Jon Wertheim gives his 2015 French Open midterm grades for the best and worst performances, led by Serena Williams, Maria Sharapova, Jack Sock, the ATP's Big Four and more.
PARIS – Halfway through the 2015 French Open, the second major of the year, let’s hand out some grades. While two of the top five women's seeds in Simona Halep and Caroline Wozniacki have dropped out, Maria Sharapova looks to raise the trophy for the third time, while Petra Kvitova and Serena Williams are still in the game to deny the defending champ her triumph. And while a matchup with Novak Djokovic looms in the quarterfinals, Rafael Nadal must first go through American Jack Sock to claim his tenth French Open title, as Roger Federer and Andy Murray still remain in the running as well.
As usual, all marks will be distributed on a belle curve. As of Saturday evening local time, here are our midterm grades.
The Short List of contenders
The men’s Big Four, Serena Williams and Maria Sharapova are all still in contention. Most have hardly had to sweat.
The French Open, indeed. Jo-Wilfried Tsonga, Gael Monfils, Richard Gasquet, Jeremy Chardy and Gilles Simon are still alive, as is Alize Cornet on the women’s side.
Apart from Federer and Wawrinka, Timea Bacsinszky makes it to Week Two. And Martina Hingis is the odds on favorite to take doubles.
He’s been saying all spring how much he likes clay. And he put his mouth where forehand is, blazing to round four. Now a date with Nadal awaits.
Ryan Shane and Jamie Loeb
The Virginia junior and UNC sophomore won the his and hers NCAA singles titles. Virginia and Vanderbilt won the team titles.
Mirjana Lucic Baroni
One of these heartstring stories that tennis furnishes from time-to-time, perhaps to balance the narratives of injury and burnout. MLB played tremendously in her win against Halep, simply hitting the third seed off the court. Then she lost a winnable match against Cornet when she tightened in the third set.
The Aussie teen plays with poise that belies this age. Two strong wins to start—one a heroic five-setter over Bernie Tomic—and a nothing-to-be-ashamed-of effort against Djokovic.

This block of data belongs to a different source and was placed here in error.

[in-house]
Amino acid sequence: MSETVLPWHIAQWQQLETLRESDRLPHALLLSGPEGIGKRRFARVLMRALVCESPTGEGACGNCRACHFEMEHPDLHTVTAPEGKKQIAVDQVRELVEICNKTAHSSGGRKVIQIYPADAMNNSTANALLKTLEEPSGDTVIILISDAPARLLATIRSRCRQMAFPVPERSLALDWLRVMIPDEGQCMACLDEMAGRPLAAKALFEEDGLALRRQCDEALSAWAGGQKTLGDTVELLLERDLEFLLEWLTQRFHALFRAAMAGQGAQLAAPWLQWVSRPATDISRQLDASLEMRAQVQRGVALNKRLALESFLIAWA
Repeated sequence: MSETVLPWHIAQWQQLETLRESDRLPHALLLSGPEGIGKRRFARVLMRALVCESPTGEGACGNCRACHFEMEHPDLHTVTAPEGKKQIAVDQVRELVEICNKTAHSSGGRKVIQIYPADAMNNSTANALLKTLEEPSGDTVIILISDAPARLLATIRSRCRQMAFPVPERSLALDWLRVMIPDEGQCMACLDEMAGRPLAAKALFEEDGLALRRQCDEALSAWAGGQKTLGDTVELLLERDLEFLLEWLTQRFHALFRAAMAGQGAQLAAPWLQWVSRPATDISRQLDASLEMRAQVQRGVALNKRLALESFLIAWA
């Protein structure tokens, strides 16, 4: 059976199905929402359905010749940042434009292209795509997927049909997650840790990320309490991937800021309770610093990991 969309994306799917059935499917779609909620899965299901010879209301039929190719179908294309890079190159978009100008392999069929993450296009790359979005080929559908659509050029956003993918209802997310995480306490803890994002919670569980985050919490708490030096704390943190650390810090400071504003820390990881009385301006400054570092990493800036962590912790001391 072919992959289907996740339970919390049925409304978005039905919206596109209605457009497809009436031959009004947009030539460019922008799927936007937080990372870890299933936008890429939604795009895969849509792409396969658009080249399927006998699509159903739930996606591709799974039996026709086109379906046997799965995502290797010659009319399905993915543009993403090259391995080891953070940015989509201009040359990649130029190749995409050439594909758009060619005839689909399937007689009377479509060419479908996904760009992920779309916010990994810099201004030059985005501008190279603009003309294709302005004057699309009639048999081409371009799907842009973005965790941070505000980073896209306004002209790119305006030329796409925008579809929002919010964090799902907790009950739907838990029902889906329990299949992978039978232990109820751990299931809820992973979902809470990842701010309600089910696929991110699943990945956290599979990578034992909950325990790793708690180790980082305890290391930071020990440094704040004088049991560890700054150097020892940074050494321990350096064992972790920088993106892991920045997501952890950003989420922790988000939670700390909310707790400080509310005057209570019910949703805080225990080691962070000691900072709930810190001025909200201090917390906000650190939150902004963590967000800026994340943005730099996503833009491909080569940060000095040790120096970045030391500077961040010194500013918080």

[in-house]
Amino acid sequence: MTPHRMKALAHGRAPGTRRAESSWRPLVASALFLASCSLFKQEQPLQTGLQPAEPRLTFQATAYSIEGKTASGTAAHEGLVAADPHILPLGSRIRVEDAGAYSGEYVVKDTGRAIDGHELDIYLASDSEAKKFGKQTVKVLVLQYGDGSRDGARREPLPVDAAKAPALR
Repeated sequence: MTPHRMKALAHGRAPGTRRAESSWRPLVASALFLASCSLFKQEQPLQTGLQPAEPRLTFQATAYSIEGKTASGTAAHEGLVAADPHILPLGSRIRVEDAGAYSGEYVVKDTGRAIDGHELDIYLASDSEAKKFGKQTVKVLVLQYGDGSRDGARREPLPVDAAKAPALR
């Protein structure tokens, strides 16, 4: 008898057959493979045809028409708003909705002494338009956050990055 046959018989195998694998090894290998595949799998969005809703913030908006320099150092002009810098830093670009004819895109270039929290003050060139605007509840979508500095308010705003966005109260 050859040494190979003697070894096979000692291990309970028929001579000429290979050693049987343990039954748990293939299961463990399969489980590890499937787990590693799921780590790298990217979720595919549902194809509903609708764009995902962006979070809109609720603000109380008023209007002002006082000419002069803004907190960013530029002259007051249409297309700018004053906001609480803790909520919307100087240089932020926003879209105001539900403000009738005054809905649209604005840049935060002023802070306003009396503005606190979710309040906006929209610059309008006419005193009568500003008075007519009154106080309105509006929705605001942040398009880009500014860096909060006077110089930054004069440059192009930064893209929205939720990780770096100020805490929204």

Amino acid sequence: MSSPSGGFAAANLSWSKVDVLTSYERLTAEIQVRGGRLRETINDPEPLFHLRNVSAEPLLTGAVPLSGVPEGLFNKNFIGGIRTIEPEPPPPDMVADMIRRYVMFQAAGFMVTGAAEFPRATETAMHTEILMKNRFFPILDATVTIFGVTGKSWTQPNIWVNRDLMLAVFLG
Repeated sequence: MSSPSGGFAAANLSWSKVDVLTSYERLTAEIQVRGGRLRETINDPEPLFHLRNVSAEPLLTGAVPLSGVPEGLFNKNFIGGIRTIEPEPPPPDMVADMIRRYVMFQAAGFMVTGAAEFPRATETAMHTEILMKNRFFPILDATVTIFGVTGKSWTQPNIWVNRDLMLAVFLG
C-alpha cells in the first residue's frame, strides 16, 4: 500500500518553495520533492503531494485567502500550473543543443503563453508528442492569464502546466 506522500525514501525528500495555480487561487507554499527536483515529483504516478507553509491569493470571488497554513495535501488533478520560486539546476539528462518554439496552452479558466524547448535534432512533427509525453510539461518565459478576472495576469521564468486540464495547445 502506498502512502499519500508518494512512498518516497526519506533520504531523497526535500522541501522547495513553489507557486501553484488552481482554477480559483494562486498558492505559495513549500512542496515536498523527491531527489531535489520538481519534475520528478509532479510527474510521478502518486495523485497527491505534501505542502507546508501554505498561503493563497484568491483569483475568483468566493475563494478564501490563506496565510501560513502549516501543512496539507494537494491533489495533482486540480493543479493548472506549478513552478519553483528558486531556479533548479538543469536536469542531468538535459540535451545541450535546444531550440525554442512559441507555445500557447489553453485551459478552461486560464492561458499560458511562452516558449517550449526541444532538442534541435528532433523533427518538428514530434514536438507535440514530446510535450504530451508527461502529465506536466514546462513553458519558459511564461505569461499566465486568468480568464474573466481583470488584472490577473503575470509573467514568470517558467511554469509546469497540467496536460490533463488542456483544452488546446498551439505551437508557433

The Sunday start
It’s a boon for the fans, who have an extra weekend day to attend. It’s a boon for the tournament, which can sell an extra session, as well as an extra day of weekend television. The players—not unreasonably—resent the imposition. The easy solution: keep the session, but let it be reflected in the prize money.
A terrific win his first match, a five-set grind-a-thon against seeded Guillermo Garcia Lopez. An expected win in his second match against Sergiy Stakhovsky, no one’s clay court specialist. But Johnson simply couldn't get his teeth into his third rounder against Stan Wawrinka.
It wouldn’t be week one of the French Open without LeMonf playing a thoroughly unnecessary and thoroughly enthralling five-setter. This year, we got two.
They get a bad rap for their fickle fandom. (Both Serena and Sharapova have already been booed.) But they know their tennis. The folks at home see empty seats in the regions. (A problem that plagues most tournaments.) What they miss: the masses crowding the practice courts and wreathing the outer courts, watching up-and-comers.
All credit to the Californienne for her for qualifying effort. This has echoes of Brian Baker’s comeback story from several years ago. But Glatch let a winnable match—leading to an encounter against Serena Williams—slip by in round one, against Anna-Lena Friedsam.
With Sock leading the charge, there have been some individual bright spots for the states. But, overall, a modest first week.
Dominic Thiem? Karolina Pliskova? Anna Schmiedlova? David Goffin? Each showed glimpses of potential. But none remain in the draw.
This is to sophomore slumps what the FIFA is to a p.r. challenge. A top player a year ago, the Canadian has lost eight of nine matches and is—as she gamely admits—lost right now.
Including Bouchard, five of the top 10 don't get out of week one. Pick a side: instability at the top versus depth of field.
Another tournament, another triumph of style over substance. Nifty strokes and a crisp outfit. But the No. 10 seed couldn't even muster a set in his first match.
French Open security
Given the history—both at this event and in Paris this year— how does anyone run onto the court un-accosted (and un-Lacosted)?
With Stan Wawrinka's shorts leading the way, it has not been a strong event for attire.
Roland Garros expansion
In the most underreported story of Week One, the Paris city council rejected the expansion plans, an unmistakable blow to the tournament. As a colleague at L’Equipe put it: “Especially in Paris, here’s a big difference between drawing up fancy [architectural] renderings and actually getting construction approved.”
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